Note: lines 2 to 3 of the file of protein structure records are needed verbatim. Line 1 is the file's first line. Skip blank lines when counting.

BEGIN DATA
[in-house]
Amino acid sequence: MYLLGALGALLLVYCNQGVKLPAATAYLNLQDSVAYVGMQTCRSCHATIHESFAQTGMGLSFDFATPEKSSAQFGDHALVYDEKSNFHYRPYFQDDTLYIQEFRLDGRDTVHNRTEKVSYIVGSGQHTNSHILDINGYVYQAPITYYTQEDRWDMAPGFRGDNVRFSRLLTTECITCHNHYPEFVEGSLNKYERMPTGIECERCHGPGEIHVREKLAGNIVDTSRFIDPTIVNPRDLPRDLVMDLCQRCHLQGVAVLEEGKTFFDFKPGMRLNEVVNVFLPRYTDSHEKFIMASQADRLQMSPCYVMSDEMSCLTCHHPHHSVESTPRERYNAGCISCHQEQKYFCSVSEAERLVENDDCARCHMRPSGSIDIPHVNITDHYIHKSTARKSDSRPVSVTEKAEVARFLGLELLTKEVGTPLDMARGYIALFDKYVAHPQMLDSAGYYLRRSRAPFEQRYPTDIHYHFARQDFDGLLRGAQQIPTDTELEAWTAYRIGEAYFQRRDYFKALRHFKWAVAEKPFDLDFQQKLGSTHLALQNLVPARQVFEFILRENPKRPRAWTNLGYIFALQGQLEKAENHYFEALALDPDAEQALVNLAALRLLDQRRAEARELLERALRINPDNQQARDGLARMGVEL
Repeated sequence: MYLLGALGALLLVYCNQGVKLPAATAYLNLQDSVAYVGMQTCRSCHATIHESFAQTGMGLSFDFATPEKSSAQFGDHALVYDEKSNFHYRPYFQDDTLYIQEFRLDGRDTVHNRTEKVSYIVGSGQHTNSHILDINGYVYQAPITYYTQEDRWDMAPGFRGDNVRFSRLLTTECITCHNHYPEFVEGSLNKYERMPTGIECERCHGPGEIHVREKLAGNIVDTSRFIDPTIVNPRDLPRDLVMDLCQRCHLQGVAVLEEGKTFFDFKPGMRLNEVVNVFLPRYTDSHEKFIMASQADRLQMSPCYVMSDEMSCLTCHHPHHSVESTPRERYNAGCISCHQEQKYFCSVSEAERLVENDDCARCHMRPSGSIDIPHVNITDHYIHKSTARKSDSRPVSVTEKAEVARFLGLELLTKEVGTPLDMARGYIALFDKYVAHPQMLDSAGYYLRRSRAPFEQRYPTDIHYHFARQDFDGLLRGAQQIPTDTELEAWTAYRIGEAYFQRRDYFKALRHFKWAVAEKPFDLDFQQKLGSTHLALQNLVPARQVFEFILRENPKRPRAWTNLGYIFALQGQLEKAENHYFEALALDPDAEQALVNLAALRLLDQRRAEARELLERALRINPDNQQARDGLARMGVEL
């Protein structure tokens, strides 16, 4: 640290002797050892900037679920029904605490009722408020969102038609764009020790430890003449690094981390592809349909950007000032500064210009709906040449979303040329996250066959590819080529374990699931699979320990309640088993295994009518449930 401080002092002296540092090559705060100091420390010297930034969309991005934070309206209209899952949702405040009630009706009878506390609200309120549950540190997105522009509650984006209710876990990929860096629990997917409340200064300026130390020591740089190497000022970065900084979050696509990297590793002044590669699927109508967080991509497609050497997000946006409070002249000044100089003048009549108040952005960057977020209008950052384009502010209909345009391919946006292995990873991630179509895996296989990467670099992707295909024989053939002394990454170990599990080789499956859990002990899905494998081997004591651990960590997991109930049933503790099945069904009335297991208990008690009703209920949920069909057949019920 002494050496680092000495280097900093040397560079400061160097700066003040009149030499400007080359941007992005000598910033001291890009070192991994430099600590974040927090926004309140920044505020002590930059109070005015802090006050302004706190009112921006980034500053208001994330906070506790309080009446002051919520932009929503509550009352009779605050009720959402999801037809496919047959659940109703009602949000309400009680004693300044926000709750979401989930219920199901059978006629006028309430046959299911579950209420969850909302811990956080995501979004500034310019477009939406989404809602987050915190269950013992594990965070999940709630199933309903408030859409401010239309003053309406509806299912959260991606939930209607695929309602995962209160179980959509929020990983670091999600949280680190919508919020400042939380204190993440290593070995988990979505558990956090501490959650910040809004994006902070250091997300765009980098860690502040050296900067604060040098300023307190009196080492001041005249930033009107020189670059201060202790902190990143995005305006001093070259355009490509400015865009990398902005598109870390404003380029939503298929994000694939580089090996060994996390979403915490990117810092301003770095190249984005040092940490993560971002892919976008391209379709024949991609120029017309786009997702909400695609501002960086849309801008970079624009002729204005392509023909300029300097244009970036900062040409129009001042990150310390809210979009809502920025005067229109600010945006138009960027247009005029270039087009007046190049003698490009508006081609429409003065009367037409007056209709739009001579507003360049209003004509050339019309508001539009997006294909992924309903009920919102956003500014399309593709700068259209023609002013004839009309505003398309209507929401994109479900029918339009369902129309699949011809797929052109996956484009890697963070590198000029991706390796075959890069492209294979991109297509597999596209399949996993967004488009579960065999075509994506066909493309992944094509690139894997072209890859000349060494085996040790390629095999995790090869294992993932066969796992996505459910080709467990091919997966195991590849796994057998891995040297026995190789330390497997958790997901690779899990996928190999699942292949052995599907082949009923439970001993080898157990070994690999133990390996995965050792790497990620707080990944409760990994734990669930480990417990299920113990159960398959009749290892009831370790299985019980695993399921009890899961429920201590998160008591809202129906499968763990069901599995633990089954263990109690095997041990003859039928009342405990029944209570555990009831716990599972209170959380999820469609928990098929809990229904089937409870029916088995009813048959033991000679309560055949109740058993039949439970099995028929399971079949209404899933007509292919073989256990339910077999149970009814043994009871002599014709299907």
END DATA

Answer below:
Amino acid sequence: MYLLGALGALLLVYCNQGVKLPAATAYLNLQDSVAYVGMQTCRSCHATIHESFAQTGMGLSFDFATPEKSSAQFGDHALVYDEKSNFHYRPYFQDDTLYIQEFRLDGRDTVHNRTEKVSYIVGSGQHTNSHILDINGYVYQAPITYYTQEDRWDMAPGFRGDNVRFSRLLTTECITCHNHYPEFVEGSLNKYERMPTGIECERCHGPGEIHVREKLAGNIVDTSRFIDPTIVNPRDLPRDLVMDLCQRCHLQGVAVLEEGKTFFDFKPGMRLNEVVNVFLPRYTDSHEKFIMASQADRLQMSPCYVMSDEMSCLTCHHPHHSVESTPRERYNAGCISCHQEQKYFCSVSEAERLVENDDCARCHMRPSGSIDIPHVNITDHYIHKSTARKSDSRPVSVTEKAEVARFLGLELLTKEVGTPLDMARGYIALFDKYVAHPQMLDSAGYYLRRSRAPFEQRYPTDIHYHFARQDFDGLLRGAQQIPTDTELEAWTAYRIGEAYFQRRDYFKALRHFKWAVAEKPFDLDFQQKLGSTHLALQNLVPARQVFEFILRENPKRPRAWTNLGYIFALQGQLEKAENHYFEALALDPDAEQALVNLAALRLLDQRRAEARELLERALRINPDNQQARDGLARMGVEL
Repeated sequence: MYLLGALGALLLVYCNQGVKLPAATAYLNLQDSVAYVGMQTCRSCHATIHESFAQTGMGLSFDFATPEKSSAQFGDHALVYDEKSNFHYRPYFQDDTLYIQEFRLDGRDTVHNRTEKVSYIVGSGQHTNSHILDINGYVYQAPITYYTQEDRWDMAPGFRGDNVRFSRLLTTECITCHNHYPEFVEGSLNKYERMPTGIECERCHGPGEIHVREKLAGNIVDTSRFIDPTIVNPRDLPRDLVMDLCQRCHLQGVAVLEEGKTFFDFKPGMRLNEVVNVFLPRYTDSHEKFIMASQADRLQMSPCYVMSDEMSCLTCHHPHHSVESTPRERYNAGCISCHQEQKYFCSVSEAERLVENDDCARCHMRPSGSIDIPHVNITDHYIHKSTARKSDSRPVSVTEKAEVARFLGLELLTKEVGTPLDMARGYIALFDKYVAHPQMLDSAGYYLRRSRAPFEQRYPTDIHYHFARQDFDGLLRGAQQIPTDTELEAWTAYRIGEAYFQRRDYFKALRHFKWAVAEKPFDLDFQQKLGSTHLALQNLVPARQVFEFILRENPKRPRAWTNLGYIFALQGQLEKAENHYFEALALDPDAEQALVNLAALRLLDQRRAEARELLERALRINPDNQQARDGLARMGVEL